A long-attention-span kind of thing October 30, 2008

Posted by Jenny in memoir, travel.
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Spend three and a half days driving to get from Gloucester, Mass. to the Rockies, when you could fly?  It’s hard to explain.

After writing my last post, which was about a hike in August 2004, I started feeling nostalgic not only for the Rockies but for the whole road trip experience.  Bob and I have done big road trips together twice, and he also did a six-week solo journey in 2000 that truly deserves the title of “Great American Road Trip.”  The solo trip featured an old red Tercel.  The 2004 trip starred a silver Echo (“Filbert”), and the 2006 trip put the companion red Echo (“Filomena”) through her paces.  In all of these trips, the back seat and trunk were completely filled up with camping and hiking gear.  These undersized road warriors penetrated into places where compact cars with Mass. plates are seldom seen.  For instance, the Cinnamon Pass shelf road near Lake City, Colorado, or the Stevens Gulch road up to Grays and Torreys.  We enjoyed our gas mileage, in the range of 43-45 mpg.  One day, with a persistent tailwind, we got close to 50.  (No, these aren’t hybrids.)

From Gloucester, the goal is to get somewhere near Akron, Ohio, the first night.  The second night is spent somewhere near the 92nd meridian, for instance Stuart, Iowa, or Independence, Missouri.  On the third day the 100th meridian is crossed, and that is when I feel that I am really getting out west.  A mysterious transition occurs somewhere in the middle of the tier of states that are stacked north of Texas.  On the 2004 trip we had spent the night in Missouri and drove for hours across Kansas.  Somewhere out at the west end of the state, near Colby or maybe Oakley, it was time to stop for lunch.  We pulled up to a convenience store and stepped out of the car into hot, dry, swirling winds.  The temperature was in the upper 90s, and grit was flying through the air.  A geezer got out of his dinged-up pickup truck.  He had cowboy boots and a cowboy hat, and it wasn’t a costume.  The air smelled like livestock, and the ditch was full of sunflowers.  I was happy.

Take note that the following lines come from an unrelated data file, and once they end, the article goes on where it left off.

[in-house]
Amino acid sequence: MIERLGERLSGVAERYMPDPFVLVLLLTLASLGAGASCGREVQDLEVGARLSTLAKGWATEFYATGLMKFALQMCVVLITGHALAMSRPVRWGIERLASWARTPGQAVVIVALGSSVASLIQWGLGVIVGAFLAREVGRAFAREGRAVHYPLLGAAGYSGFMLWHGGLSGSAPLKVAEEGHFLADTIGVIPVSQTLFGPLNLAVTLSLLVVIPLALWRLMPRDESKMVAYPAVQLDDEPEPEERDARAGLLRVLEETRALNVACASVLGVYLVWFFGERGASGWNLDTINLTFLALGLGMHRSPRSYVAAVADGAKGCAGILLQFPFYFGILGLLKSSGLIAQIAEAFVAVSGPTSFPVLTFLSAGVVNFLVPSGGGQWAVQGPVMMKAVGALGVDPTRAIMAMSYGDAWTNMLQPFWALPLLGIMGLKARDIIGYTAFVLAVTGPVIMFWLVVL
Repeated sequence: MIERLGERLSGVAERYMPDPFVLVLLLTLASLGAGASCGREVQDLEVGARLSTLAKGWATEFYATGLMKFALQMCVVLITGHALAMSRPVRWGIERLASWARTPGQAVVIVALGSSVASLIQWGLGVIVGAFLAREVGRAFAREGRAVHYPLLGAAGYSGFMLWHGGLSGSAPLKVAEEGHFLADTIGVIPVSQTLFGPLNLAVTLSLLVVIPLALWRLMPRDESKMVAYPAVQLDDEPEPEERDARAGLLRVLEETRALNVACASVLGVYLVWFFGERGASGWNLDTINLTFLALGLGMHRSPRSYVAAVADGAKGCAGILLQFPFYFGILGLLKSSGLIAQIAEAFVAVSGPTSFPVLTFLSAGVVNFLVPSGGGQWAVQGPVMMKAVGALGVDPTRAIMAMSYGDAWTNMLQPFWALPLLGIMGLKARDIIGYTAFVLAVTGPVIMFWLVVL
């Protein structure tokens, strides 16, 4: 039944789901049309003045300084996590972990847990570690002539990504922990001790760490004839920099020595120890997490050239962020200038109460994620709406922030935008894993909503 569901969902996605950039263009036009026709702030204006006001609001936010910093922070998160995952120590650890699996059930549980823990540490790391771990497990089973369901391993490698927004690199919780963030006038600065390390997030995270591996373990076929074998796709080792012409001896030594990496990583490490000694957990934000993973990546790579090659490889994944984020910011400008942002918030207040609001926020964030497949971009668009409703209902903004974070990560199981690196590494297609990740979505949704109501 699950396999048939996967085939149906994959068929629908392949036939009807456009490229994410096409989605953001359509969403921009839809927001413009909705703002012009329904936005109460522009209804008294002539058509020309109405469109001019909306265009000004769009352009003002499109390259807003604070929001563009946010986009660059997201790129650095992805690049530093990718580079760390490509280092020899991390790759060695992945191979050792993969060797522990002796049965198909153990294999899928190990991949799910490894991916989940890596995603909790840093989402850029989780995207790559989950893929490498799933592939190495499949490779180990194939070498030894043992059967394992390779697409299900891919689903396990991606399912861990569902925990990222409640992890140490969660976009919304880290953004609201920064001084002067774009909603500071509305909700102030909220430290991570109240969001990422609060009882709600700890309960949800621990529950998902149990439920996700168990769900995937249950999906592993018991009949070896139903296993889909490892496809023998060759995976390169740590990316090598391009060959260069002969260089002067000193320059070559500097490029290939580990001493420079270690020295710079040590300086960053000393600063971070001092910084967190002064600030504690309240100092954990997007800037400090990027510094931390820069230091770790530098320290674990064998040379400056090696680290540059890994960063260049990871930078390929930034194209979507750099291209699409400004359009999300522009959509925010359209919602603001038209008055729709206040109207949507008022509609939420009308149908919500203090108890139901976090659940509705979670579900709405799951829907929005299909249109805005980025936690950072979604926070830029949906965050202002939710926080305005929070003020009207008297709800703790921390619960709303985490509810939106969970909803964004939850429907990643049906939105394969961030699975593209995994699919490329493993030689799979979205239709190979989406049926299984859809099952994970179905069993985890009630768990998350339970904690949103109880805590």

We look for where the Queen Anne’s Lace stops and the sunflowers start, for our first prairie dog of the trip and our first antelope.  We go out to the Ponderosa pines, up to the Douglas firs, and down to the red rock canyons.  We admire vast forests of black spruce by Lake Superior, and perpetual-motion black oil rigs in Wyoming.  The transitions happen very gradually, as is enormously appropriate for the gigantic spaces of our huge United States.  We tune into Kansas public radio and hear a feature about deep-fried Snickers bars.  We drive through hailstorms in Pennsylvania and snow squalls in Utah.  We see the Corn Palace in Mitchell, South Dakota, and use the 11,312′-elevation rest rooms at Monarch Pass, Colorado.

It’s a long-attention-span kind of thing.  Like I said, hard to explain.

The mighty roadster

The mighty roadster